Ring In the New Year With These Five Lucky Foods

There are healthy foods and then there are healthy foods. Over the years, countries and cultures around the world have been developing their own versions of fortuitous fare that promotes everything from health to long life and prosperity. These fun foods can easily be incorporated into your New Year’s Eve gathering or New Year’s Day lounging to bring some good luck to you and your guests as well as a bit of worldly tradition. Whether it’s a casual stir fry or a fancy roasted pork tenderloin, this online cooking school has some fun fare to help bring you all the best in 2016.

Collard Greens:
Typically served in the Southern U.S. on New Year’s Day, collard’s leafy green appearance is reminiscent of that one thing just about everyone could use a bit more of: cold, hard cash. Either thrown in with some black eyed peas (another traditional New Year’s food) or cooked on their own with some bacon fat, onion and crushed red pepper, collard greens can be a fun and healthy way to celebrate thisAsian chicken rice noodle soup holiday. Our recommendation: cook up a big pot of pulled pork the day before, make some macaroni and cheese and serve these babies on the side. You’ll have one heck of a meal to soak up that hangover and leave your belly feeling very lucky indeed.

This Asian tradition has been going on in countries like Asia and Japan for centuries. The trick is to keep your noodles as long as possible and to never cut them up to get the most luck for longevity. Prepare some ramen or soba noodles in an Asian-inspired, veggie-filled soup or stir fry to make a gratifying, healthy meal out of it. Legend has it the longer the noodles you slurp up the longer you’ll live!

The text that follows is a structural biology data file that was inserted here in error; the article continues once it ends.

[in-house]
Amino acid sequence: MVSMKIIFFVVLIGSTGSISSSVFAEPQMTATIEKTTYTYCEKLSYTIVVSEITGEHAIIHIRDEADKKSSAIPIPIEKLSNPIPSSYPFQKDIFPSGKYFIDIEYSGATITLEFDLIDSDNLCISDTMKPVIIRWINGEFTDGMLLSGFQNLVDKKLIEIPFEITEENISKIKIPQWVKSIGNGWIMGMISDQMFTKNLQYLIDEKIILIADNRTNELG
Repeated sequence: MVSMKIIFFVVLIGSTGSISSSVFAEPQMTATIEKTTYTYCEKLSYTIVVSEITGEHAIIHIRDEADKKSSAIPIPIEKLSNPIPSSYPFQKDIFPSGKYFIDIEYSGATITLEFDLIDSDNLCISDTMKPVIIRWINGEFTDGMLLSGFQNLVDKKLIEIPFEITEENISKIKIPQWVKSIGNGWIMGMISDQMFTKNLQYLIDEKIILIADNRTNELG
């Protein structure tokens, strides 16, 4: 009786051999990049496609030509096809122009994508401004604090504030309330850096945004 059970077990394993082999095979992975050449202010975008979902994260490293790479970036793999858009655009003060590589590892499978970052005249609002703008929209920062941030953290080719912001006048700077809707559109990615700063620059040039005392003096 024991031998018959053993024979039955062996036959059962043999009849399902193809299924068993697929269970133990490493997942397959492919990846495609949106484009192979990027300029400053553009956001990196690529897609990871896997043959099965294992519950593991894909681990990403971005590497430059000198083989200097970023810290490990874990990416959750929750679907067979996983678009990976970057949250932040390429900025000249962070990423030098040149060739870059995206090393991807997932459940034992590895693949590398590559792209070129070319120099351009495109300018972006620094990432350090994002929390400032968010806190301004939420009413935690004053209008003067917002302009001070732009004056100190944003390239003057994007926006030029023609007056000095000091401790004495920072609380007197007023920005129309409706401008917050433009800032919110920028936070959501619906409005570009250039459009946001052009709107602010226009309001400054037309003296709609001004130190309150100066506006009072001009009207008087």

Ring-Shaped Cakes:
Representing the year of life coming full circle, ring-shaped cakes are popular New Year’s sweets across the world. But even more than that, countries have developed their own traditions of putting trinkets or coins inside the cake to add a bit more fun to the process of eating it. Take the Bulgarian banitsa for instance. In this filo dough based cake filled with egg and feta, people write good fortunes, wrap them in tinfoil and then tuck them in the dough before baking. Then, whoever cuts into it and finds one of those little pieces of paper inherits that good fortune. Kind of fun, right? There are tons of great traditions from around the world similar to that like Mexico’s rosca de reyes, Greece’s vasilopita and Norway and Sweden’s rice pudding almond hunt. So if you want to add a bit of surprise to your sweets, try looking up one of these great recipes. May the good fortune be with you!

The pig is a sign of luck in cultures around the world. Unlucky for the pig, eating them is part of the ways you can inherit this animal’s good fortune. The idea behind it is that since the pig rummages forward when it looks for food, that it symbolizes 186528121moving forward in one’s life. From Austria to Cuba, cooking any pork byproduct in any which way is synonymous with saying goodbye to the year before and embracing the year ahead. Plus, they’re said to bring a bit of good luck with every bite!

Perhaps one of the more specific and more fun traditions, what Spain does with grapes on New Year’s Eve can be an exciting way to ring in the New Year that doesn’t involve swapping germs. The way the Spanish do it is they have 12 grapes and for every stroke of midnight they eat one. Legend has it that for every sweet grape you eat you’ll have a good month and for every sour grape you have you can predict having a bad one. Portugal has also adopted this tradition and like to add a 13th grape at the end for good measure and a bit of extra luck. Cheers to a grape 2016!

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